There is a strong correlation between the transforming growth factor beta 1 and lumbar spondylosis among postmenopausal Japanese women . There is a higher incidence of lumbar spondylosis grade KL>2 (Kellgren-Lawrence grading) among men while grade KL>3 is equal in both sexes .
Lumbar spondylosis is a resultant reaction of narrowing of the space between the discs. Another theory which explains development of such a kind of condition is formation of new bone growth (osteophytes) in the areas where the anular ligament is under stress . Such an event exerts pressure on the neighboring nerves giving rise to an array of associated complications. There is an associated disc space narrowing with spondylosis in degenerative bone disease of the spine . If lumbar spondylosis is not treated on time it can lead to secondary complications.
Adopting certain lifestyle factors can in some way help in prevention of lumbar spondylosis. These include:
Lumbar spondylosis is a condition characterized by development of bony growths in the lower spinal region. It is a degenerative disease of the spine. The condition is also known as spinal osteoarthritis.
Lumbar spondylosis is usually asymptomatic in nature; however some patients have reported that they experience back pain and morning stiffness as the preliminary signs of the disease. Significant number of individuals fall prey to this disease. Such a condition can strike any individual above the age of 20 years. Males and females are at an equal risk of contracting this disease condition.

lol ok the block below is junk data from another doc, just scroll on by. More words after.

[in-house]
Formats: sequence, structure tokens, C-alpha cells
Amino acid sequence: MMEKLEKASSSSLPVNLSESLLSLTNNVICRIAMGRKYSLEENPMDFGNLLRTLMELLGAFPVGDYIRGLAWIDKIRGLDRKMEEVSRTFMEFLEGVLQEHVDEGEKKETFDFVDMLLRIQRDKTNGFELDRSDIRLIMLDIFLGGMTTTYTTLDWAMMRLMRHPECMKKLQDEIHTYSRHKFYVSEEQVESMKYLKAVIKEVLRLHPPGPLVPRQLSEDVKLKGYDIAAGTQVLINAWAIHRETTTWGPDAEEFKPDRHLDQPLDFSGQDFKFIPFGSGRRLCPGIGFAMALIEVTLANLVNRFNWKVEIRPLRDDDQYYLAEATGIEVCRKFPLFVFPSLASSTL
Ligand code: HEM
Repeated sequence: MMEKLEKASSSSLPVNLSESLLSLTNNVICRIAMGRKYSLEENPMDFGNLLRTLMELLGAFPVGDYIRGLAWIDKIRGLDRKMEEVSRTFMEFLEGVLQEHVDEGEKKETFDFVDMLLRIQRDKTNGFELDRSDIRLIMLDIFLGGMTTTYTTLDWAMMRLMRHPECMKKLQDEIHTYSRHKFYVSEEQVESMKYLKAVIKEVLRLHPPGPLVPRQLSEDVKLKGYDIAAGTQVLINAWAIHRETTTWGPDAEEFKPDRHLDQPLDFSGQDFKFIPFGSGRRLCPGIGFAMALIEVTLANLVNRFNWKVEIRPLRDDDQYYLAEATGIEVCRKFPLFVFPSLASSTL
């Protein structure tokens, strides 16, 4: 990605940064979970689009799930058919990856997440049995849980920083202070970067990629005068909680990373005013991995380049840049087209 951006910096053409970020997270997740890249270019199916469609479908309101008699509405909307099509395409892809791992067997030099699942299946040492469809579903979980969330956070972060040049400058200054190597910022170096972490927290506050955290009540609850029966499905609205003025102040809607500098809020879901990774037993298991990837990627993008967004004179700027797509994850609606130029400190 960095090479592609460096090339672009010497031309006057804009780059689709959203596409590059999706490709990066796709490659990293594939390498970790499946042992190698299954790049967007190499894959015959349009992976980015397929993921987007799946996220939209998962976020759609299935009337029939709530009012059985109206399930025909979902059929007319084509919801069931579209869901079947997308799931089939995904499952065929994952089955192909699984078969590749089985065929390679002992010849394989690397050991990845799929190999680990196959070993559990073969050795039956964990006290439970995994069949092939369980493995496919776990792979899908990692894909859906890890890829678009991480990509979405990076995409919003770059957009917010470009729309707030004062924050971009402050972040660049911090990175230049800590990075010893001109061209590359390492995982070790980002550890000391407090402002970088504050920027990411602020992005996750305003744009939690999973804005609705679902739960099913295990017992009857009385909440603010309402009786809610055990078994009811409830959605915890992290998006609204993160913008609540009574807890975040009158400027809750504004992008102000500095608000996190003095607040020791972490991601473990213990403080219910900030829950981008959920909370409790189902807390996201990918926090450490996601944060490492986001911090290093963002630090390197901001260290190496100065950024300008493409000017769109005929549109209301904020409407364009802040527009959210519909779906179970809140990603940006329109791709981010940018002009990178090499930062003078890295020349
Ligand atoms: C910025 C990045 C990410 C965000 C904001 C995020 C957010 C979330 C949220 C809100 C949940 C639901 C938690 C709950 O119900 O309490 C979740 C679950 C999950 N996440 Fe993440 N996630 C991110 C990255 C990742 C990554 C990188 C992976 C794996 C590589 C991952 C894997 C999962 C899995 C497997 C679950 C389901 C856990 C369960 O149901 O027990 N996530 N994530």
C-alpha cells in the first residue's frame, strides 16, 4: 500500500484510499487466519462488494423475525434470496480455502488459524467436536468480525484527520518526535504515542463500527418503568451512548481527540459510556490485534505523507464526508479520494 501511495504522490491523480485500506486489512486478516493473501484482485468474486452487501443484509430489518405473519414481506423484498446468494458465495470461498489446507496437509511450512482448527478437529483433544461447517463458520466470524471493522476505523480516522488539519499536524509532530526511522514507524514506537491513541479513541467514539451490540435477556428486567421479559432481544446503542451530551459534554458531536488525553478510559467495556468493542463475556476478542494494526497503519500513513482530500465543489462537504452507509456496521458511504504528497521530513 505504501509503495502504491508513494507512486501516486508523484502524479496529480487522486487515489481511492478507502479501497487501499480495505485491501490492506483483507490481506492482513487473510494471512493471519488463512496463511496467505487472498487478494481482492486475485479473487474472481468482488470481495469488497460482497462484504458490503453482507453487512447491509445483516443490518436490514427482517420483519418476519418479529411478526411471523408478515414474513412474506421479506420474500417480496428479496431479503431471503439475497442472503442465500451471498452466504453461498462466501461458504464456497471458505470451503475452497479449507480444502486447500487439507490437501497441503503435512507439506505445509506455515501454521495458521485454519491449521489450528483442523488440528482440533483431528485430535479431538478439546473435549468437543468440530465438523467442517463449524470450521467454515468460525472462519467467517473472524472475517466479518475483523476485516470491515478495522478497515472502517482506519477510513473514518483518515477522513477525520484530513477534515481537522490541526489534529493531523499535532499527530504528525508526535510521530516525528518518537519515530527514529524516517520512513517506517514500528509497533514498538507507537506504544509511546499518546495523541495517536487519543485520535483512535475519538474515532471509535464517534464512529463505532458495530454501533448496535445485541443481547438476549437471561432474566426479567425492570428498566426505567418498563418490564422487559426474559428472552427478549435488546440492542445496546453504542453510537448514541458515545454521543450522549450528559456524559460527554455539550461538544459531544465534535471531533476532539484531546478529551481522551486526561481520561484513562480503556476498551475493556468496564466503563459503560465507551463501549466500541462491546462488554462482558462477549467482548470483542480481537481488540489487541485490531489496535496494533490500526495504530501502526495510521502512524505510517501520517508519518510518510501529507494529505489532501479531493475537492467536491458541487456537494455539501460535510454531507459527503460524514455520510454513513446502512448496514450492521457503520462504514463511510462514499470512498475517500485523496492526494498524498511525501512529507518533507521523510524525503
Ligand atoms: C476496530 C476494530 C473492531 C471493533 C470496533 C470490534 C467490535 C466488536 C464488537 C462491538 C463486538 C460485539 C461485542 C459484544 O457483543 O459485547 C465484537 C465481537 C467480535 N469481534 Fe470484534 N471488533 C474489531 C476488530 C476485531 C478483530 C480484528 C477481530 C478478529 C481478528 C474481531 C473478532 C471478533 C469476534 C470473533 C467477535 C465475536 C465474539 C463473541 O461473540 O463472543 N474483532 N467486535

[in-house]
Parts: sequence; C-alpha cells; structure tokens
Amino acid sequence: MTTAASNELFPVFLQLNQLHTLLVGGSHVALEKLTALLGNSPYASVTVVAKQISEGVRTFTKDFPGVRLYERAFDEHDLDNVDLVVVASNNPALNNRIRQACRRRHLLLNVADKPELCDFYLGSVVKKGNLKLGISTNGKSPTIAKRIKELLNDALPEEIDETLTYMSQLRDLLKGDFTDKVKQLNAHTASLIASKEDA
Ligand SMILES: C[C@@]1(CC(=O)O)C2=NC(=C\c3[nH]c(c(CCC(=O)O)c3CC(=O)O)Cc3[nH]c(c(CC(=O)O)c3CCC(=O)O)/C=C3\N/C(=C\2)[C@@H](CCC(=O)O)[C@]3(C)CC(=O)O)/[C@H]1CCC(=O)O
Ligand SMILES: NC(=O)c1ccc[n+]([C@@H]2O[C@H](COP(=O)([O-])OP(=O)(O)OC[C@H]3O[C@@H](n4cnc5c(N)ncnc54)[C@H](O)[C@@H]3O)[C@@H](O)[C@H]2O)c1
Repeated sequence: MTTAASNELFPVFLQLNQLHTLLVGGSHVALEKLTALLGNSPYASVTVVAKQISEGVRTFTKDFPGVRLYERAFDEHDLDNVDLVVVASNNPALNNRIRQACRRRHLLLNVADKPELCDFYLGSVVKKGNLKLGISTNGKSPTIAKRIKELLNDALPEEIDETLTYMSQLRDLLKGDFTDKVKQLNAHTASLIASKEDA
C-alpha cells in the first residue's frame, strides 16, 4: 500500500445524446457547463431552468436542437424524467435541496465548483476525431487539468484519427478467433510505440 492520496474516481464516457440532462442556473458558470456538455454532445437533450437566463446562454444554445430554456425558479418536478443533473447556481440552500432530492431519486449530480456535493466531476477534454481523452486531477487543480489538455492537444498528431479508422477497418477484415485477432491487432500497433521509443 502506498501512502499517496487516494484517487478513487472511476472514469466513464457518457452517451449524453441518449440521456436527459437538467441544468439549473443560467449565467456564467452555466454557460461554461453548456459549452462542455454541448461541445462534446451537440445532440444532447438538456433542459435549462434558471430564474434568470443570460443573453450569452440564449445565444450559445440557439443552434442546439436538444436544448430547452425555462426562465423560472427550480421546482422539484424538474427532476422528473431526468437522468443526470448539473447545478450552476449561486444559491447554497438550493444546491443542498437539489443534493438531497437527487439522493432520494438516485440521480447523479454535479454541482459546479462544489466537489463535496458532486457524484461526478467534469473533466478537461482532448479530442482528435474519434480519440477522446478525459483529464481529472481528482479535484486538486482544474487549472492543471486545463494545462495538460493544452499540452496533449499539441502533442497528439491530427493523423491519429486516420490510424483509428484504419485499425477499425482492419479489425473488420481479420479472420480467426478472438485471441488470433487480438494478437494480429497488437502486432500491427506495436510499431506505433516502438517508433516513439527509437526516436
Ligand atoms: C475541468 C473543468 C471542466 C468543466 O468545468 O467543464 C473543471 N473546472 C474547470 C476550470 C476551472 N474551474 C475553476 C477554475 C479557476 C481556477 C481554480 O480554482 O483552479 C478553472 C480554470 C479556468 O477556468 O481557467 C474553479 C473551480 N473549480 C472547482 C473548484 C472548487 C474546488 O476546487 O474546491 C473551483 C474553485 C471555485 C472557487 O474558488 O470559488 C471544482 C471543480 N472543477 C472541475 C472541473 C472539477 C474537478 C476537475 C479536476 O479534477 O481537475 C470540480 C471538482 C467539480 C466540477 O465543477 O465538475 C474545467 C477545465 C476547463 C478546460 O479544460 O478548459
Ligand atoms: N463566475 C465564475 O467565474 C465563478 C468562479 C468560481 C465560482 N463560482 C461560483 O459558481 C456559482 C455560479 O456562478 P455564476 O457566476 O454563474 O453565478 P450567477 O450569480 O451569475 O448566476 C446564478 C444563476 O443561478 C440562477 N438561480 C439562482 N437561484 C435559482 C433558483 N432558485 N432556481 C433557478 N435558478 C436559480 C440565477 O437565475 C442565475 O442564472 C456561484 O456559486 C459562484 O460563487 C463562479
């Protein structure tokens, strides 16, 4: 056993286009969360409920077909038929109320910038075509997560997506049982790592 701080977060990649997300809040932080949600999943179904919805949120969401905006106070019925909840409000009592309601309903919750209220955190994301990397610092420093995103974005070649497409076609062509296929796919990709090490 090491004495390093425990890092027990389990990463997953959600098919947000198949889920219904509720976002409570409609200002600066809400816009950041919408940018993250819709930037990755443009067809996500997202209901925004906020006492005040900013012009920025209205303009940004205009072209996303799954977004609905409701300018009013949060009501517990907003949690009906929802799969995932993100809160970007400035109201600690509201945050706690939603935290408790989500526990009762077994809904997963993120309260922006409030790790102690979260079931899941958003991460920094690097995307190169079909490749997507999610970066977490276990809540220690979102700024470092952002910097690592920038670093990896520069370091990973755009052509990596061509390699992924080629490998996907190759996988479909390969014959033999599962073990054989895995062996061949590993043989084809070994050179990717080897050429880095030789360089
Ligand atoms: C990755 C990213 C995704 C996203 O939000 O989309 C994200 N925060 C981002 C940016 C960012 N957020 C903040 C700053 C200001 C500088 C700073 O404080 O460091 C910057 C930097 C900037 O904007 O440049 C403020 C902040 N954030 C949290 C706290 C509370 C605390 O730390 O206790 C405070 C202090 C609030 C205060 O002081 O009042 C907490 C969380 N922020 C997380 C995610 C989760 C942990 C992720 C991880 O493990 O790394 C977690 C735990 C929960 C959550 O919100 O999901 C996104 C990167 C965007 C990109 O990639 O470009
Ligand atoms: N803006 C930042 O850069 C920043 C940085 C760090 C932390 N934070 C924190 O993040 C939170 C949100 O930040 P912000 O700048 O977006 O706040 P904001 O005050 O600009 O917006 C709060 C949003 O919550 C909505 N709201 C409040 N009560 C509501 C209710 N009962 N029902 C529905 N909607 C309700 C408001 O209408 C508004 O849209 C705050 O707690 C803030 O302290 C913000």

Lumbar spondylosis is a degenerative disorder of the spine that narrows down the space between the discs. It is a common condition, affecting about 80% of the individuals of United States. Such a disorder commonly strikes adults as the spine degeneration takes place when the individual ages.
Age is known to be the major factor contributing to lumbar spondylosis. With advancing age, spine degeneration takes place paving for development of lumbar spondylosis. Physical stature and smoking or alcohol consumption have no relation to such degenerative spine disease.
Development of lower back pain is the most common sign of lumbar spondylosis. In addition, majority of the individuals also complain of stiffness in the lower back when they get up in the morning. All these give rise to decreased mobility and sensation of pinch like feeling in the lower back and legs. In some cases, pain in the lower back region can also radiate to the legs.
Diagnosis of lumbar spondylosis can be made by X-ray examination of the spinal canal. In addition, imaging studies such as MRI and CT scan are also carried out. Bone density tests also form an important part of diagnostic procedure.
Mild cases of lumbar spondylosis can be treated with medications to relieve pain and physiotherapy to improve mobility by strengthening the spinal column. In severe cases of nerve impingement, the individuals are advised complete bed rest for 2 days. When the symptoms don’t resolve by bed rest then surgical intervention becomes inevitable.